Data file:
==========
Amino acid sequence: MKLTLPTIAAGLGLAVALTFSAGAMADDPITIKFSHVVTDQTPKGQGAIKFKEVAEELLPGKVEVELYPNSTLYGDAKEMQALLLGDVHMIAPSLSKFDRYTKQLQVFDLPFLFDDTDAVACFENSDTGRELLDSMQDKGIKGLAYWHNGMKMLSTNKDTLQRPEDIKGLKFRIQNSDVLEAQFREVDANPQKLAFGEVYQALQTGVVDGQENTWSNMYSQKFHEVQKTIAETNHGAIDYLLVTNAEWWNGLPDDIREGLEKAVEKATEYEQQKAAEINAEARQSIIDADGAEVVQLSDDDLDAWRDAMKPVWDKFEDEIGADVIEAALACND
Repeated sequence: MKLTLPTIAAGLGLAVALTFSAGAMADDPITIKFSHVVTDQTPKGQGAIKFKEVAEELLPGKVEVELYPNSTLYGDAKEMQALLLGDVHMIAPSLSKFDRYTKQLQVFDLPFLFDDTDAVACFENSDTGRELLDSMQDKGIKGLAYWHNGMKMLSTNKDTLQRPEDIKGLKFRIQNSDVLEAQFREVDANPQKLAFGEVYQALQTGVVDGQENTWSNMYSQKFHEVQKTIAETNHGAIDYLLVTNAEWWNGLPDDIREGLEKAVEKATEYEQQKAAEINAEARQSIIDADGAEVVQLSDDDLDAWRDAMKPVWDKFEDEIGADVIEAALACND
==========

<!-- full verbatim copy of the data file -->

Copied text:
Amino acid sequence: MKLTLPTIAAGLGLAVALTFSAGAMADDPITIKFSHVVTDQTPKGQGAIKFKEVAEELLPGKVEVELYPNSTLYGDAKEMQALLLGDVHMIAPSLSKFDRYTKQLQVFDLPFLFDDTDAVACFENSDTGRELLDSMQDKGIKGLAYWHNGMKMLSTNKDTLQRPEDIKGLKFRIQNSDVLEAQFREVDANPQKLAFGEVYQALQTGVVDGQENTWSNMYSQKFHEVQKTIAETNHGAIDYLLVTNAEWWNGLPDDIREGLEKAVEKATEYEQQKAAEINAEARQSIIDADGAEVVQLSDDDLDAWRDAMKPVWDKFEDEIGADVIEAALACND
Repeated sequence: MKLTLPTIAAGLGLAVALTFSAGAMADDPITIKFSHVVTDQTPKGQGAIKFKEVAEELLPGKVEVELYPNSTLYGDAKEMQALLLGDVHMIAPSLSKFDRYTKQLQVFDLPFLFDDTDAVACFENSDTGRELLDSMQDKGIKGLAYWHNGMKMLSTNKDTLQRPEDIKGLKFRIQNSDVLEAQFREVDANPQKLAFGEVYQALQTGVVDGQENTWSNMYSQKFHEVQKTIAETNHGAIDYLLVTNAEWWNGLPDDIREGLEKAVEKATEYEQQKAAEINAEARQSIIDADGAEVVQLSDDDLDAWRDAMKPVWDKFEDEIGADVIEAALACND